"Follow the passion in your heart and never give up the good fight for the work you want to do," advises Rose Ann Pastor, the newly appointed...
“Follow the passion in your heart and never give up the good fight for the work you want to do,” advises Rose Ann Pastor, the newly appointed executive director of Career Transitions Center of Chicago, a nonprofit organization.
Pastor asserts that “if you do the grunt work required, you’ll succeed.”
Her agency works with people in transition, from administrative employees to midlevel managers and professionals. Finding your dream job begins, says Pastor, with “due diligence” — a self-assessment to pinpoint exactly what you want to do, talking to people in your chosen field and networking. And you have to be clear about your chosen profession.
“Branding yourself as a marketable product is an important step,” the director said.
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Pastor warns it might take a while to find your dream job: It took her 15 years to find hers — her present post.
“But I continually assessed myself and kept moving forward, adding the skills I needed,” said Pastor, who has worked in the area of career counseling for 25 years.
“My work always was satisfying — but it wasn’t my dream job. Deep in my heart, I wanted to be part of a community with a spiritual connection. And now I am.”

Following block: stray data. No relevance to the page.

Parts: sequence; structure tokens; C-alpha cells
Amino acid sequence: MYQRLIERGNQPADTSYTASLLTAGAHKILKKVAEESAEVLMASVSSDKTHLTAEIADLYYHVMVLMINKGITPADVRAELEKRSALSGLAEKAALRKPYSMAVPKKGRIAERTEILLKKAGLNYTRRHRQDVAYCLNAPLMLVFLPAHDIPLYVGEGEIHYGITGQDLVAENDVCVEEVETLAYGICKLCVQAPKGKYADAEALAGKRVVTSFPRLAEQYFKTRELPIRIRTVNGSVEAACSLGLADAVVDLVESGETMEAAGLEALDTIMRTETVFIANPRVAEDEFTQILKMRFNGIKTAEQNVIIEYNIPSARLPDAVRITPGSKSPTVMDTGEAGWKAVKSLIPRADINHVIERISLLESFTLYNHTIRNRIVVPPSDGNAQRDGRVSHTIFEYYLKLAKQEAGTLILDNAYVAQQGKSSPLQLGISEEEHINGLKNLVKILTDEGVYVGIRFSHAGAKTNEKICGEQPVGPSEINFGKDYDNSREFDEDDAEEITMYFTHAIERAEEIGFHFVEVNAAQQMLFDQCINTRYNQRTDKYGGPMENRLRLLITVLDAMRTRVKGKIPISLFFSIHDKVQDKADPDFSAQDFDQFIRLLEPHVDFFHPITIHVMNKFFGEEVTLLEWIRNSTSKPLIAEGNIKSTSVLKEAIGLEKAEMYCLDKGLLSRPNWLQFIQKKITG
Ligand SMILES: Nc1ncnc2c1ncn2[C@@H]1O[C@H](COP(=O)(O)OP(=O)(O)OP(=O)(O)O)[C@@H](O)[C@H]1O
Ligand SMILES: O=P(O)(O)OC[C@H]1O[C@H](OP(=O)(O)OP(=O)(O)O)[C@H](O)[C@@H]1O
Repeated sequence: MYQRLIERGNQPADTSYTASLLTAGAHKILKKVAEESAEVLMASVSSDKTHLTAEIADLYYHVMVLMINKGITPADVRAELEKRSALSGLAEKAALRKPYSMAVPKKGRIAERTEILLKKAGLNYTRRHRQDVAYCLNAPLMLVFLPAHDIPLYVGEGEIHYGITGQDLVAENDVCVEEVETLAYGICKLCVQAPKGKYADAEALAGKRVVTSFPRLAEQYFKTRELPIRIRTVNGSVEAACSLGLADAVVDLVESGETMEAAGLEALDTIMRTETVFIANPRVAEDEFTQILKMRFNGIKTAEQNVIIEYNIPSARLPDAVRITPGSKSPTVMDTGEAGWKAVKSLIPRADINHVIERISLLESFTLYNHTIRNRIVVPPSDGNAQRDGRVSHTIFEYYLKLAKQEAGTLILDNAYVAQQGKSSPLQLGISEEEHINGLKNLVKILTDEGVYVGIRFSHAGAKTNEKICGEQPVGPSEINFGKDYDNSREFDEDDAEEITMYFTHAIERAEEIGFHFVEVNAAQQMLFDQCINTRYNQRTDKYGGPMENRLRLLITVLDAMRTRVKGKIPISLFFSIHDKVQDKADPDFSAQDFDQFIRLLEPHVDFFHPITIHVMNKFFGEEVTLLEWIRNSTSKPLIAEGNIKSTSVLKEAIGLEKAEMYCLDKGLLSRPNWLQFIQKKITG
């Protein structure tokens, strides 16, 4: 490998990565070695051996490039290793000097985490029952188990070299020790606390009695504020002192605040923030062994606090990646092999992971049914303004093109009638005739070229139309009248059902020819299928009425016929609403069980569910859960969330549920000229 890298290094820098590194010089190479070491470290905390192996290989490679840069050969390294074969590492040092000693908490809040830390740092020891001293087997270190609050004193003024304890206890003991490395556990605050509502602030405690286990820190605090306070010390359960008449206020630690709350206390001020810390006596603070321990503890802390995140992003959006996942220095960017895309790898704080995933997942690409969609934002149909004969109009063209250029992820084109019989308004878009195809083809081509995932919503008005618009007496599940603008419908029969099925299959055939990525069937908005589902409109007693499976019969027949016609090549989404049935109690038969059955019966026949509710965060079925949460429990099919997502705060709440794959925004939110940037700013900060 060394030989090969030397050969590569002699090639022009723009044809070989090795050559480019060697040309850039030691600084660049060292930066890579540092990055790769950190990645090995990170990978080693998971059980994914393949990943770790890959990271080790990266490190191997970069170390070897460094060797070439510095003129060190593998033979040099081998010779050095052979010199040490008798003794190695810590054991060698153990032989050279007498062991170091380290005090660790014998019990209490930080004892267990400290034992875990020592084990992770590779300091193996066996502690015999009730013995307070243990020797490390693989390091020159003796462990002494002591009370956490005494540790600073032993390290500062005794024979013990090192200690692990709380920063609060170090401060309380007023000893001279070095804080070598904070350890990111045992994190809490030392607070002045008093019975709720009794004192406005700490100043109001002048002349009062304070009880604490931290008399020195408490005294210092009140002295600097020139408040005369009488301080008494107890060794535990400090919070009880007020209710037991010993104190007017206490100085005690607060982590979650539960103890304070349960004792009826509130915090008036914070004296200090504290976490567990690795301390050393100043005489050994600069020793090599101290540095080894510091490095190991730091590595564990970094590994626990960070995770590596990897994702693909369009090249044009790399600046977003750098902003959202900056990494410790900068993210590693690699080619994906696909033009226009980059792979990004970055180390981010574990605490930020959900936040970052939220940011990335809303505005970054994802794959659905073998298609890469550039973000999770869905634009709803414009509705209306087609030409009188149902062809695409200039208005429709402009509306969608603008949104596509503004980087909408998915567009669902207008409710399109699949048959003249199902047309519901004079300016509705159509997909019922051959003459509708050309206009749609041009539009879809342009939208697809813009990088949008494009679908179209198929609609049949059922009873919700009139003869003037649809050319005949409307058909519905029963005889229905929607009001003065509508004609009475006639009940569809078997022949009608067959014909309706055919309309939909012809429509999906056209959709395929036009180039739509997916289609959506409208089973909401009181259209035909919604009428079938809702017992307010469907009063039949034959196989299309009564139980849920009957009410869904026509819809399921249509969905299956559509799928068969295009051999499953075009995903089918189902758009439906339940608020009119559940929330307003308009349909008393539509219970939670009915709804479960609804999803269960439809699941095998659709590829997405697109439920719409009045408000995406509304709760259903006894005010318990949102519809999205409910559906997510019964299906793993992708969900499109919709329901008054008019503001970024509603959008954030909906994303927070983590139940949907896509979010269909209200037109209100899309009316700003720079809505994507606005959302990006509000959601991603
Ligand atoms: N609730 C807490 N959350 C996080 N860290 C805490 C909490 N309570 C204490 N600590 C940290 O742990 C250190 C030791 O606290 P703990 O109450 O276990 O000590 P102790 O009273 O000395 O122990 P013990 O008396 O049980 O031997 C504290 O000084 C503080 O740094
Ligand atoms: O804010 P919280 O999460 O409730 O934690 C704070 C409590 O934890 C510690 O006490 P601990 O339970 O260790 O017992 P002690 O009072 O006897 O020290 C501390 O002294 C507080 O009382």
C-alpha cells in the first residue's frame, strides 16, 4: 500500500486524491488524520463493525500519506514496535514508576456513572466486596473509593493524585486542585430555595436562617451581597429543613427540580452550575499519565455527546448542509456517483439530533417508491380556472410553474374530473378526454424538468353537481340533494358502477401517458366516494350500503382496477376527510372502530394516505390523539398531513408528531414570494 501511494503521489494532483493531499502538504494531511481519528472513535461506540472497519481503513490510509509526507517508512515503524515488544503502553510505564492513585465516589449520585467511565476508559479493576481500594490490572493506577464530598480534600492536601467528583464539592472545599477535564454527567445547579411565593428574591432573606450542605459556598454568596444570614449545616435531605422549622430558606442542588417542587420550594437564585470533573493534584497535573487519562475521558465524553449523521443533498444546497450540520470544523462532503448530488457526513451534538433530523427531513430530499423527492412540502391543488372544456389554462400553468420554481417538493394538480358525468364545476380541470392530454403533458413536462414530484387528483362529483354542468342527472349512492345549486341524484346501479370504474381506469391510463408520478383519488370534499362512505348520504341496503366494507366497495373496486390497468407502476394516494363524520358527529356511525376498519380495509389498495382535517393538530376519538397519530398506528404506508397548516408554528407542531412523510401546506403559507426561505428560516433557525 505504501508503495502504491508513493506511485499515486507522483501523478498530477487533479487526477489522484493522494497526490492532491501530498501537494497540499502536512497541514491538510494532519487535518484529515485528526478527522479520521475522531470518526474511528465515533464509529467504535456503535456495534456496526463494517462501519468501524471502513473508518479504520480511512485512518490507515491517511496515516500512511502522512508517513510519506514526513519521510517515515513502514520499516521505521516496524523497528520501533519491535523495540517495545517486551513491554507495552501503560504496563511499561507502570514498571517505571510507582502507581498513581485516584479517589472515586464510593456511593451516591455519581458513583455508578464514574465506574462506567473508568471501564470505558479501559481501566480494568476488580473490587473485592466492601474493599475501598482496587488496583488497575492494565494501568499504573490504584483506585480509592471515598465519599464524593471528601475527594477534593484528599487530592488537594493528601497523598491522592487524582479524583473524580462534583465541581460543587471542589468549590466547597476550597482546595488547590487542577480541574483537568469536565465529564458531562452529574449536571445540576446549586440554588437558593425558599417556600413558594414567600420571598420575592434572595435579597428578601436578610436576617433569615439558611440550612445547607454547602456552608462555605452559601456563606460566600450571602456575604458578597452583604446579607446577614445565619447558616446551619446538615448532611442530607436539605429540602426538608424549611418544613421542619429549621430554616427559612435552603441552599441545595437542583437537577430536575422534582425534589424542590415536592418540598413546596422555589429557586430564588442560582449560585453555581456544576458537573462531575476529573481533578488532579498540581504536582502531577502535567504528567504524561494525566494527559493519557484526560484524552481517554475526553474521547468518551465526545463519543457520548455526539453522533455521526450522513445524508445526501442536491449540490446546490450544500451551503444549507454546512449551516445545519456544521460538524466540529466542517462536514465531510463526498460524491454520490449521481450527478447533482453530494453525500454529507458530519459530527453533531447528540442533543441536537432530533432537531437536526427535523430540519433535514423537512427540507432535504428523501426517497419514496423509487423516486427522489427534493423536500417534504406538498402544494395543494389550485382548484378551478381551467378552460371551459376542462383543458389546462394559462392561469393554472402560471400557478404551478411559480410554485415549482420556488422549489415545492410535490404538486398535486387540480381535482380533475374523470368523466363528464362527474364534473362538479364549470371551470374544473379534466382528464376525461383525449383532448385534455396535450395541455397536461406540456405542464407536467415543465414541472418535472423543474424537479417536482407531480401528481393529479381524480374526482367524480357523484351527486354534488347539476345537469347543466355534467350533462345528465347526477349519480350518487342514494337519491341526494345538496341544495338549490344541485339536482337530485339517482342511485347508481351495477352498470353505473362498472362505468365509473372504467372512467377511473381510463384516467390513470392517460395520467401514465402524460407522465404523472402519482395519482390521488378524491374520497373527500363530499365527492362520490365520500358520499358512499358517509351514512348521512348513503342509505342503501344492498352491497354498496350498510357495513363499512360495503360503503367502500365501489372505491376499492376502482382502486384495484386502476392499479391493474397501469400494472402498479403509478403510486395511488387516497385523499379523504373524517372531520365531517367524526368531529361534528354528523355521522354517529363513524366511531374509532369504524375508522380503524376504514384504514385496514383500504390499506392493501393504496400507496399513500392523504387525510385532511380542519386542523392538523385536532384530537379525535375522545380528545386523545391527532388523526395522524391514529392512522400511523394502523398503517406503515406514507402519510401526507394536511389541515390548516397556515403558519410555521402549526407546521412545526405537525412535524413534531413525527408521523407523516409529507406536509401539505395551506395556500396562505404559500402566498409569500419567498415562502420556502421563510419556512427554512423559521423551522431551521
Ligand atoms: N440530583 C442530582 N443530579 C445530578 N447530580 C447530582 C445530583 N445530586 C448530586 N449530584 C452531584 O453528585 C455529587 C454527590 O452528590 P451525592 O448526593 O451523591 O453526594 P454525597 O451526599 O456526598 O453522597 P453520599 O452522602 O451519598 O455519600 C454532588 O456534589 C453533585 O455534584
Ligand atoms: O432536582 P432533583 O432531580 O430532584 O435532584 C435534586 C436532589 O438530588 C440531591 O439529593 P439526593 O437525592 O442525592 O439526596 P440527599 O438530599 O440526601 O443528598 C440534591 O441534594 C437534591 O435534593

Speaking of Spanish: If you’re an executive earning upward of $100,000 — or want to be — it might be a wise decision to learn Spanish.
A survey by TheLadders of 1,496 U.S. executives who make six figures or more shows that 61 percent said that “Spanish is the most important second language for today’s business people.”
Marc Cenedella, president and chief executive officer of the online job search service for top earners, explains that “an executive with a proven track record who can also move fluidly between English and Spanish is in a tremendously strong position right now.”
Asian-American values: The Asian-American population is growing rapidly in the United States. But this doesn’t mean the workplace is accommodating these valued workers.
“The difference between Asian and mainstream Western values has serious implications for Asian-American professionals,” according to Jane Hyun, author of “Breaking the Bamboo Ceiling: Career Strategies for Asians” (HarperCollins, $24.95).
“Yet I do believe that Asian Americans have the same capacity for achieving success in the workplace even if they may have been culturally trained to show these traits in manners fundamentally different from that of Westerners.”
E-mail questions to Carol Kleiman at email@example.com. Distributed by Knight Ridder/Tribune Business News.